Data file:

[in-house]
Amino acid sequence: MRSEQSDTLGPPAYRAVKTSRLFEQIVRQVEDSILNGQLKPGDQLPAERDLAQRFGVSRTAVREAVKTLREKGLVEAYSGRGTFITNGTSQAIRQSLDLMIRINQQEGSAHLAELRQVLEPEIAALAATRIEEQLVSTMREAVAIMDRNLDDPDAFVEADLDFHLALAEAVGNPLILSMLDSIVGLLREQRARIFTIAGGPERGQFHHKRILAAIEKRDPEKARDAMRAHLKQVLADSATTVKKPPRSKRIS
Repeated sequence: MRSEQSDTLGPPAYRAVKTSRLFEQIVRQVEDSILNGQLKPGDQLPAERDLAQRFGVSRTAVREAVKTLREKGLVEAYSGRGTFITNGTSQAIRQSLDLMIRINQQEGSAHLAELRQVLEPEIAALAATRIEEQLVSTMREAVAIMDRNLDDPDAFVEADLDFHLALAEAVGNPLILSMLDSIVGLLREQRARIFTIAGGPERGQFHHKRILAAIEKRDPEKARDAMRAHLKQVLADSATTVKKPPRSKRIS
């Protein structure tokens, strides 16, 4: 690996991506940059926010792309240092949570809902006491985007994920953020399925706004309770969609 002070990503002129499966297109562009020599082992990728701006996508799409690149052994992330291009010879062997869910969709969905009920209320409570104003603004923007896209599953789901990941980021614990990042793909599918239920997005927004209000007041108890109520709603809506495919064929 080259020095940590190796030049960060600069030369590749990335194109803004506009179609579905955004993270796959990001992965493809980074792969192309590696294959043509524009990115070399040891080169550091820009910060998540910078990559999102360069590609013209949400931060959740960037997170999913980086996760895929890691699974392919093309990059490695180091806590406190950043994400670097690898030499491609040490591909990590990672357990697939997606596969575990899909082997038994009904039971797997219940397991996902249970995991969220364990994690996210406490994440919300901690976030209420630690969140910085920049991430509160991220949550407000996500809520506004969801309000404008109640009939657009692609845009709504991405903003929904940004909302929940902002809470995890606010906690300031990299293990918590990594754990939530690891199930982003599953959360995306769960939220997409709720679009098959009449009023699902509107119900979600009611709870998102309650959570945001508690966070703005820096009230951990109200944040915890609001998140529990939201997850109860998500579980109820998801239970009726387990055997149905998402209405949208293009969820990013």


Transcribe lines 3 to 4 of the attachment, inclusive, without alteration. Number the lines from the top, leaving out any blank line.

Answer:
Repeated sequence: MRSEQSDTLGPPAYRAVKTSRLFEQIVRQVEDSILNGQLKPGDQLPAERDLAQRFGVSRTAVREAVKTLREKGLVEAYSGRGTFITNGTSQAIRQSLDLMIRINQQEGSAHLAELRQVLEPEIAALAATRIEEQLVSTMREAVAIMDRNLDDPDAFVEADLDFHLALAEAVGNPLILSMLDSIVGLLREQRARIFTIAGGPERGQFHHKRILAAIEKRDPEKARDAMRAHLKQVLADSATTVKKPPRSKRIS
């Protein structure tokens, strides 16, 4: 690996991506940059926010792309240092949570809902006491985007994920953020399925706004309770969609 002070990503002129499966297109562009020599082992990728701006996508799409690149052994992330291009010879062997869910969709969905009920209320409570104003603004923007896209599953789901990941980021614990990042793909599918239920997005927004209000007041108890109520709603809506495919064929 080259020095940590190796030049960060600069030369590749990335194109803004506009179609579905955004993270796959990001992965493809980074792969192309590696294959043509524009990115070399040891080169550091820009910060998540910078990559999102360069590609013209949400931060959740960037997170999913980086996760895929890691699974392919093309990059490695180091806590406190950043994400670097690898030499491609040490591909990590990672357990697939997606596969575990899909082997038994009904039971797997219940397991996902249970995991969220364990994690996210406490994440919300901690976030209420630690969140910085920049991430509160991220949550407000996500809520506004969801309000404008109640009939657009692609845009709504991405903003929904940004909302929940902002809470995890606010906690300031990299293990918590990594754990939530690891199930982003599953959360995306769960939220997409709720679009098959009449009023699902509107119900979600009611709870998102309650959570945001508690966070703005820096009230951990109200944040915890609001998140529990939201997850109860998500579980109820998801239970009726387990055997149905998402209405949208293009969820990013």